Welcome bundle of handfish joy

The University of Tasmania has proudly announced the arrival of 21 red handfish hatchlings, the second successful captive breeding event which is part of efforts to save the rare species.

The precious newborns – shorter than a centimetre when hatched – are equivalent to a quarter of the known wild population of red handfish (Thymichthys politus), which is thought to be fewer than 100 adults.

2. Red handfish hatched day 1 8mm credit andrea williamson copy
Red handfish hatched / Credit: Andrea Williamson

Dr Andrew Trotter, who co-leads the conservation breeding program at the University’s Institute for Marine and Antarctic Studies says the eggs took about 50 days to hatch and were cared for by their “doting mother”.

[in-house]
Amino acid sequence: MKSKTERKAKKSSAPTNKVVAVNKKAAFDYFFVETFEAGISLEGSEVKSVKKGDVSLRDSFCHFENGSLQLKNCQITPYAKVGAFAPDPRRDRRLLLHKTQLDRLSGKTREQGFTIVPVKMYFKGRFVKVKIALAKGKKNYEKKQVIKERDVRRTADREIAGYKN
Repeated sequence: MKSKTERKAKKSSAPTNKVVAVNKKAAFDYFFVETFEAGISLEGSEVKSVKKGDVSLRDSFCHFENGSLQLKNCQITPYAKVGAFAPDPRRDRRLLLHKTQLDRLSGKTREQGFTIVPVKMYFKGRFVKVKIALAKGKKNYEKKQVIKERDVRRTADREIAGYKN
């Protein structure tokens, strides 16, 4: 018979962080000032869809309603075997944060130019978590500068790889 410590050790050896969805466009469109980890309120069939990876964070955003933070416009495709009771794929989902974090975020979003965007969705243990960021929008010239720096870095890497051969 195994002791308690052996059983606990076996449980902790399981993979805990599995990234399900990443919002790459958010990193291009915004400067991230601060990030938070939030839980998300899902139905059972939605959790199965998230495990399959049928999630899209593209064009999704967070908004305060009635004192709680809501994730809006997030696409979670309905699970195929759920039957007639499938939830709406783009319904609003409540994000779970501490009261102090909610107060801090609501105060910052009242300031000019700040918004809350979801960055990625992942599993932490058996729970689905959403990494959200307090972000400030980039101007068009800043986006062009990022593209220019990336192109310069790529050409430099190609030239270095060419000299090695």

“Our aim now is to grow this year’s hatchlings into healthy sub-adults so we can release them and bolster the dwindling wild population. Ultimately, we want them to breed in the wild,” he says.

Before this bundle of red handfish is released into the wild, the brood will go through “handfish school”, a program preparing them to survive in the wild.

3. Red handfish mum guarding her eggs at day14 andrea williamson copy
Red handfish mum guarding her eggs at day 14 / Credit: Andrea Williamson

To read more about the community working to save this rare species, check out ‘Friends of the Red Handfish’in the latest Cosmos Magazine (Issue 101). 

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